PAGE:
James Franklin’s approach to a problem is to smother it with organization and work and enthusiasm and love.
Viruses aren’t subdued by any of that, but Franklin appears to have tried, mightily, to shield from the coronavirus his families, football and actual.
Franklin was driving through downtown State College one day last month and saw five of his players walking together, only four of them masked. He phoned the fifth, to ask where his mask was, and remind him where it should be. He phoned the kid’s parents, to enlist them in driving home the message.
As the program returned to workaday routine in August, Franklin said he, “felt like a mother hen. I spend the entire day walking around the office and telling people to cover their face up completely or they were going to be sent home.’’
As the Oct. 24 season opener with Indiana neared, Franklin said he realized he "drives everybody crazy,’’ and asked staff members for help in spearing the health-and-safety gospel.
At one practice that week, he "lost my stuff" and went on a tirade that lost some of its dramatic impact because his glasses became so fogged up he couldn’t see who he was yelling at.
"And I look like an idiot," he said.
There are 130 Football Bowl Subdivision Programs. It would surprise no one if some of them have cut corners in terms of the balance between football considerations and pandemic protocols.
It appears that Franklin hasn’t. Practices have been held in groups, rather than whole-squad. The team has used locker rooms in three separate campus buildings.
Franklin has gone home every night to an empty house, his family ensconced in Florida as a precaution in dealing with his daughter’s sickle cell disease.
Until this week, every team meeting has been held remotely, via Zoom. And the football team is off to an 0-3 start. All hopes of even a good season, given expectations, are gone. Penn State football has lost its mojo.
“We got to go play with some confidence,’’ running backs coach Ja’Juan Seider said Thursday. “We’ve got to - and I think this is huge - we got to go have fun.’’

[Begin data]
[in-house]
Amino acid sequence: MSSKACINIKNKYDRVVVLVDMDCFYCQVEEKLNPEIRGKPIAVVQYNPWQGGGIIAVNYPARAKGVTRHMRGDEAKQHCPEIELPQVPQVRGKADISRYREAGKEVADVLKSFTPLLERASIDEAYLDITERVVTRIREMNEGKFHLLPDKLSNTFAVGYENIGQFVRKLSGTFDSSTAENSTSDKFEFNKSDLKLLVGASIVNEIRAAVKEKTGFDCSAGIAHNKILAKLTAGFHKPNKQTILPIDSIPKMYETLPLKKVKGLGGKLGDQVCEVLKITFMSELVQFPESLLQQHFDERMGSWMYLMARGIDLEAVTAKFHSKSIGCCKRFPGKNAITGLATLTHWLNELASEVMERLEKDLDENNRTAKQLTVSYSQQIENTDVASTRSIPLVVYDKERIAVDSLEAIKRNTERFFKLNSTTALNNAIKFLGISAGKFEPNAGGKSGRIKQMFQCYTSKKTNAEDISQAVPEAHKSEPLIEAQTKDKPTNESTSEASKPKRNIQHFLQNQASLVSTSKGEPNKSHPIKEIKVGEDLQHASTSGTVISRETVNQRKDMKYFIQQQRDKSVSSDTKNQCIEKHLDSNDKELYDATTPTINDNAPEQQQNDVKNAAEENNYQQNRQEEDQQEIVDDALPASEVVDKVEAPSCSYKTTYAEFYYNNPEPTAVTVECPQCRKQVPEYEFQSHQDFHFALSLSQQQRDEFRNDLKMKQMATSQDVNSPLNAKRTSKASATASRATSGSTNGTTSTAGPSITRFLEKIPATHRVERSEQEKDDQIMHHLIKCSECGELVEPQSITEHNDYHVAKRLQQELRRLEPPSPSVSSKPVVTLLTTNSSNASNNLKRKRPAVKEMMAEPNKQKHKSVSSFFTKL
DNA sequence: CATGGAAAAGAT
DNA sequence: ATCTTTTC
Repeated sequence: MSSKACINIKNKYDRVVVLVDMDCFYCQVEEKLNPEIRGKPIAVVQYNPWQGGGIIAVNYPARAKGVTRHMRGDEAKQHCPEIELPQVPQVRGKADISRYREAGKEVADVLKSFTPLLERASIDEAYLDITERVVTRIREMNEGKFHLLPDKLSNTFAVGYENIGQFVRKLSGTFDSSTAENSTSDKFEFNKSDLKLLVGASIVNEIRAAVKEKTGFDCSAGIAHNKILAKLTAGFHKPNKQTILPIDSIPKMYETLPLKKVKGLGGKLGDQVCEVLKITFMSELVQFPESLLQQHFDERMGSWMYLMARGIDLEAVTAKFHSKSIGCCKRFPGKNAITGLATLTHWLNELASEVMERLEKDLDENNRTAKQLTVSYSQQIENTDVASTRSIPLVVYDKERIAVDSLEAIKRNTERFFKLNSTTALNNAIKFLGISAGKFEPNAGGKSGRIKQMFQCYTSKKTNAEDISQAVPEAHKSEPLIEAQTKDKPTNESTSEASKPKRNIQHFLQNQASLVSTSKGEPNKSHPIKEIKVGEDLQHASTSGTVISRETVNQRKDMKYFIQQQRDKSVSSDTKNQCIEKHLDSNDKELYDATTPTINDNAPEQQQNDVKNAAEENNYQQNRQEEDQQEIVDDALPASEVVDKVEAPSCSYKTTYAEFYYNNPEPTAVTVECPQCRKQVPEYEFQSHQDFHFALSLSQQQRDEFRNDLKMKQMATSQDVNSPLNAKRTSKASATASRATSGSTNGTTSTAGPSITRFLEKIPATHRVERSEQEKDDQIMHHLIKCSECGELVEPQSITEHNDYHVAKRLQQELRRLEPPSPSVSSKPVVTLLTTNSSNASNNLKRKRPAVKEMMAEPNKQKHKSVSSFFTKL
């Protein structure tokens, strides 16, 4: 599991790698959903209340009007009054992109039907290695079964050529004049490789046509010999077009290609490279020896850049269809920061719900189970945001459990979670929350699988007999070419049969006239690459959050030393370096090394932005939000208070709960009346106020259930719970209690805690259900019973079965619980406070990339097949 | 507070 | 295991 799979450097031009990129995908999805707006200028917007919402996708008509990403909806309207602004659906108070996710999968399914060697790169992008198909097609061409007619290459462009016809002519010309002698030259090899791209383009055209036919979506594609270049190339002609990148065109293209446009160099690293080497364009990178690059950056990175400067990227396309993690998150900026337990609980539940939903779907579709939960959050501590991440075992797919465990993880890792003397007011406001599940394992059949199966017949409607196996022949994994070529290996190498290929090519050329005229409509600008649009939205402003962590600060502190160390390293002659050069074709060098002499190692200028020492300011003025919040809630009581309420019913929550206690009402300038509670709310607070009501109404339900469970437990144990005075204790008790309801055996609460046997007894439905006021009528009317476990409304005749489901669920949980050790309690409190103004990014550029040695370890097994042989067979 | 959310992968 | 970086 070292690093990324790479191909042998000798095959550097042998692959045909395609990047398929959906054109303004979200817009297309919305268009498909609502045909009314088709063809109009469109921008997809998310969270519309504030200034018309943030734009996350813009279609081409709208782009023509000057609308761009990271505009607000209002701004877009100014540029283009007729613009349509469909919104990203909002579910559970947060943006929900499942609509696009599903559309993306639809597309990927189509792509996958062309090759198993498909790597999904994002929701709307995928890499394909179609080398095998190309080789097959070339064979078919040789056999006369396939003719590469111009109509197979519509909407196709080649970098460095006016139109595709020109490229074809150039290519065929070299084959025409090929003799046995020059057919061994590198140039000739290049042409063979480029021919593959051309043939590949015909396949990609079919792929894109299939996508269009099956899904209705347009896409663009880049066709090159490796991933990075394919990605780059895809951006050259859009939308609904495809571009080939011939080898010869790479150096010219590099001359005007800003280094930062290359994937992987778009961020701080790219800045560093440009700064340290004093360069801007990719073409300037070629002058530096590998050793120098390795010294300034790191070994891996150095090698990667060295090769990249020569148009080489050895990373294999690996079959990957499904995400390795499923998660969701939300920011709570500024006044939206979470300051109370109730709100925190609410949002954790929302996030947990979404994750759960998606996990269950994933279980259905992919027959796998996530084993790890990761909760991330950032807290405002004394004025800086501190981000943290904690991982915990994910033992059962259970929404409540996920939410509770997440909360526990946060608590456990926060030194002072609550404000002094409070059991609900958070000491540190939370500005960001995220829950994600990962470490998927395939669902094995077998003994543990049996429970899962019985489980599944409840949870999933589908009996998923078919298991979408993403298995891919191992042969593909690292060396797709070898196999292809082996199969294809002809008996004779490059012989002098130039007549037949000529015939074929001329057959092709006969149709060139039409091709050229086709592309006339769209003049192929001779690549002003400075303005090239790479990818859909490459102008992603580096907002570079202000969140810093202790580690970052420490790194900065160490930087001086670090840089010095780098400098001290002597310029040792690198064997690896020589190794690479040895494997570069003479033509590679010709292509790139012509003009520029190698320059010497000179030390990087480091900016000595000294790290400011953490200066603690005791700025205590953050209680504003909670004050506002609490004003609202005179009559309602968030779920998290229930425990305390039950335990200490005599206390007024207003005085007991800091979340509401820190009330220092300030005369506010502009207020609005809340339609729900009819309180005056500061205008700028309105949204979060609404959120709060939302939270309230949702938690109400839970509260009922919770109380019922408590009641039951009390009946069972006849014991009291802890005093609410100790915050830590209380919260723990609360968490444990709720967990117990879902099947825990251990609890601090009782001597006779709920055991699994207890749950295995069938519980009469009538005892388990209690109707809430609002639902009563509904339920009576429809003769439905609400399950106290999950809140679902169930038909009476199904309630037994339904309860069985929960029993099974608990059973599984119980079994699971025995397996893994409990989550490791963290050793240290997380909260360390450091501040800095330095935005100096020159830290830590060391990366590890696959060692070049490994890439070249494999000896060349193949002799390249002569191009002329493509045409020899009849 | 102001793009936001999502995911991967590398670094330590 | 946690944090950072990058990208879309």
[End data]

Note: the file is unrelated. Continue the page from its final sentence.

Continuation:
So Franklin got the whole gang together Tuesday, before what is usually a game week’s first full-blown practice. In person, face-to-face, in the indoor practice facility.
Franklin said Wednesday that he had to explain to some of the freshmen, and a couple of the four first-year coaches on staff, how non-virtual meetings work. It was, by all accounts, worth the socially-distanced effort.
"I felt as connected with the team as I've felt in a while," Franklin said. "We just felt like that needed to change. I think they felt better, and I know I felt better. I know I felt better getting in front of them face to face."
Franklin called Tuesday’s practice the best of the year.
“I felt like, for the first time, I coached the way I was coaching (pre-pandemic),’’ Seider said. “I felt like now, I can take the training wheels off the kids.’’
Franklin’s vigilance appears to have paid off. Despite (or because of) daily testing, it appears that none of his players have lost practice or game time due to the virus. This despite last week’s opponent, Maryland, announcing it was shutting down activities and cancelling Saturday’s game with Ohio State, after eight Maryland players tested positive.
"I have spent a lot of time on non-football things,’’ Franklin said. "... We are staying vigilant. But during practice, I'm going to let the trainers and the doctors manage COVID, and I'm going to coach football. I know that sounds ridiculous.’’
It’s clear that Franklin is among the many of us who will not look back fondly on 2020.
"But the year is not over," he said. "And we have an opportunity to experience some joy on Saturday.’’